So folds (and minor fold separations) and pin-holes and the like at the corners or in the borders are very common.

With that in mind, we grade our posters from A (absolutely mint condition) down to C- (poor condition, possibly with parts of the main image badly damaged or even missing). In general, a poster that is graded B+ or better will be complete, with only very minor fold separations and/or pinholes or similar minor faults. B is what many would call "Good" or even "Good to Very Good" and will have slightly greater flaws.

The key is to look at the images and ask questions - we want you to be as clear as possible as to the condition of a poster or lobby card before you decide to buy, and to be happy with your purchase.

We don't over-crop our images, or otherwise enhance them or try to minimise or disguise any flaws. Nor do we use photos of anything other than the actual stock that we hold. But we still encourage you to look at them if you can before taking a final decision.


Linen Backing

Lobby cards, Half Sheets and Inserts are all printed on card or heavier stock and, as such, are usually robust enough to be framed without backing. But many collectors and interior designers prefer to treat Quads, One Sheets and other larger posters before framing.

There are a number of different techniques applied in order to stabilise old or fragile paper and to minimise fold lines, and different solutions will be best for different posters (though we would recommend you never to have an original movie poster dry-mounted). For some formats, some collectors prefer paper backing.

Generally we like to see posters professionally linen-backed. This is a fully-reversible conservation process. The poster becomes more robust, but is still flexible and gives a better framed result.

A professionally linen-backed poster will not deteriorate in the way a loose, folded poster does, and many argue that this process increases the value of the piece. When a poster is linen-backed fold-lines will typically be much reduced, and will sometimes disappear completely.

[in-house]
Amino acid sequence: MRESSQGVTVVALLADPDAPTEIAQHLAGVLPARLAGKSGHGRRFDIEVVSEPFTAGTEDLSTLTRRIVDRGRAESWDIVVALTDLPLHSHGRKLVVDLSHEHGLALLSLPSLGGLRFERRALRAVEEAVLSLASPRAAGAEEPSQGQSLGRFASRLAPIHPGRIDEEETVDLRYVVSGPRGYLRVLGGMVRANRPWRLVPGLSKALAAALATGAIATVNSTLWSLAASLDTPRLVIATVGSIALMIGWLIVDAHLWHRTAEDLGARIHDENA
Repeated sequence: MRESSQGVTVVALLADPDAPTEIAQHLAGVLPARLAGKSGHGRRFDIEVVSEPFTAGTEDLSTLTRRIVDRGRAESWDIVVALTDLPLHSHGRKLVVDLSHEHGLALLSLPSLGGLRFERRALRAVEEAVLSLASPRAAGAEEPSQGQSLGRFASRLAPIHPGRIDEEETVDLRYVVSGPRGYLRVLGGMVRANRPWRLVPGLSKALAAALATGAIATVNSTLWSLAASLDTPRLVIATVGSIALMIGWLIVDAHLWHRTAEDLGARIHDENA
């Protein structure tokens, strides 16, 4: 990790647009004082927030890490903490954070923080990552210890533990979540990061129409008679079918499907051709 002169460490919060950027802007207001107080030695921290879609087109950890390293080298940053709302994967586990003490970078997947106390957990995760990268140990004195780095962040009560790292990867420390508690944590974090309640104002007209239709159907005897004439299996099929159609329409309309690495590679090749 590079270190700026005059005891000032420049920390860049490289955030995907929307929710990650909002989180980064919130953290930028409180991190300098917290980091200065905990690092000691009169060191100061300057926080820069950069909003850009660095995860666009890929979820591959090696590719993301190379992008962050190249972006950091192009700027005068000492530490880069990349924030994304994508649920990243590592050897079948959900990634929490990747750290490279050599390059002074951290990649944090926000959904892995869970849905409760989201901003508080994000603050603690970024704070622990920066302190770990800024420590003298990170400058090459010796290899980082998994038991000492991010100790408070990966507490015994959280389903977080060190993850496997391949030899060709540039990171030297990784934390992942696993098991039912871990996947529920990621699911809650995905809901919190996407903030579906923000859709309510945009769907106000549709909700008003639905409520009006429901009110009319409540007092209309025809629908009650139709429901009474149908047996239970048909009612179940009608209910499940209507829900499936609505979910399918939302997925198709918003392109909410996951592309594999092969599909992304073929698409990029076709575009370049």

At this stage, the poster can also receive any minor touching-up and restoration needed if you wish to remove all minor flaws and damage.

Restoration is very much a matter of personal preference, although good restoration carried out by a gifted restorer will usually make a damaged poster much more attractive and will usually enhance its value. However, whether or not to restore often depends not only on the present condition of a piece, its rarity value and collectability, but also on how it is going to be displayed.


Finally, you will probably want to frame your art so that it can be displayed and enjoyed to maximum benefit. The choices are virtually limitless.

To mount or not to mount? What size or colour mount to use? What size frame? What type of moulding? What colour frame? And so on.

The golden rule is to make sure that all mount boards, backing boards and other such materials are acid free, but apart from that, the choice is yours.

If you need any help, we are always happy to talk through the alternatives with you. We don't do it ourselves, but we do know very good people who can help you with backing, restoration and framing, and we would be delighted to put you in touch with them if you wish.

Or, if it's easier for you, once you have decided how you want to treat your piece of original movie art, we can organise it for you. Our aim is for you to end up with something which you will really enjoy owning.